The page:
Methadone is classified as an opioid analgesic and schedule II controlled substance. It is fully synthetic and long-acting, which makes it different from short-acting opioids like heroin.
Opioid analgesics are a class of strong painkillers that can be physically and psychologically addicting, particularly with chronic use or misuse.
Methadone is a long-acting opioid agonist. This means its effects last longer, and it stays in the system longer than short-acting drugs like heroin.
What To Know About Methadone
Methadone is a drug that is prescribed to treat around-the-clock pain. It is also used as a medication-assisted treatment for opioid use disorder.
For over 40 years, methadone has been used to treat heroin addiction. It is one of the oldest and most effective treatments for opioid dependence and addiction.
What Does Methadone Do?
Methadone can effectively curb opioid cravings and eliminate opioid withdrawal symptoms in people with opioid use disorder.
Uses for methadone include:
- relieving pain
- treating opioid use disorder in pregnant patients
- opioid replacement therapy
- medication-assisted treatment (MAT)
Methadone is often taken long-term as a maintenance medication. Its use is recommended as one component of a full opioid addiction treatment program.
Is Methadone Safer Than Other Opioids?
Taking methadone isn’t risk-free, but it is safe to take when taken as directed by a doctor. Its use is also closely monitored.
For many, methadone can be life-changing. It can help people who have struggled with opioid addiction regain balance and normalcy in their life.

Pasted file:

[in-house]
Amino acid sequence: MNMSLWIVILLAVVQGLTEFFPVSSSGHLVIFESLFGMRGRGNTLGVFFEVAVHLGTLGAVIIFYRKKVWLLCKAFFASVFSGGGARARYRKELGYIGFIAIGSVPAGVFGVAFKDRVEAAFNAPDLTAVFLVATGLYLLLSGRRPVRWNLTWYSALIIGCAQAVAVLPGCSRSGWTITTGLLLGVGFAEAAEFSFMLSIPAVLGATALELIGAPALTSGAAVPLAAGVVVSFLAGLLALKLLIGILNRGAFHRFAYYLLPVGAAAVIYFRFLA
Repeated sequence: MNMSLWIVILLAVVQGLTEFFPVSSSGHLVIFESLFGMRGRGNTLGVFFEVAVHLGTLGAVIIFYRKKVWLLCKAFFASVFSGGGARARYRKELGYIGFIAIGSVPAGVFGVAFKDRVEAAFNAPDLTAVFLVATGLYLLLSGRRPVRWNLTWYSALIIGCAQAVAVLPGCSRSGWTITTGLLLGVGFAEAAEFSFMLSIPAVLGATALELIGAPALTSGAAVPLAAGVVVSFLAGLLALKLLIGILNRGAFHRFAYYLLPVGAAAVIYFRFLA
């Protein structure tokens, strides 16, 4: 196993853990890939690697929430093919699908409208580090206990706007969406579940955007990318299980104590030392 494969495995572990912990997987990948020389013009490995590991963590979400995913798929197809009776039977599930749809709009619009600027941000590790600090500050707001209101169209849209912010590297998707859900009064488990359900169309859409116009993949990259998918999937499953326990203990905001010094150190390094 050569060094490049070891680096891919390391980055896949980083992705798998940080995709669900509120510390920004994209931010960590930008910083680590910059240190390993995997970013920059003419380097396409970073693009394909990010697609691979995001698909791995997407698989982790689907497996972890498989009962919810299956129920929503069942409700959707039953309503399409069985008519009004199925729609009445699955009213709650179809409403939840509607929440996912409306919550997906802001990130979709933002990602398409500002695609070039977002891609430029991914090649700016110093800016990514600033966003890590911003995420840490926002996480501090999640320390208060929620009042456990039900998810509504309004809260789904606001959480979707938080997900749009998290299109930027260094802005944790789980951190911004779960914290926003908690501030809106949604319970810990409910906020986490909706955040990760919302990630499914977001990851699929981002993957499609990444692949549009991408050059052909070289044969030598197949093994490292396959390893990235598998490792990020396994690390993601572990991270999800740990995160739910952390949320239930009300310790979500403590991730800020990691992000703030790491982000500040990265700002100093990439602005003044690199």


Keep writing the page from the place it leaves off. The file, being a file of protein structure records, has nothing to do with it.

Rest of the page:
Call Today To Find Methadone Treatment Today
Methadone is one of the leading treatments for opioid addiction alongside behavioral therapy, substance abuse counseling, and other support services.
If you’re looking for addiction treatment for yourself or a loved one, call our helpline today to find opioid addiction treatment options near you.
Addiction Resource aims to provide only the most current, accurate information in regards to addiction and addiction treatment, which means we only reference the most credible sources available.
These include peer-reviewed journals, government entities and academic institutions, and leaders in addiction healthcare and advocacy. Learn more about how we safeguard our content by viewing our editorial policy.
- Substance Abuse and Mental Health Services Administration (SAMHSA) — Methadone
- U.S. National Institute on Drug Abuse (NIDA) — Medications To Treat Opioid Use Disorder Research Report
- U.S. National Library of Medicine: MedlinePlus — Methadone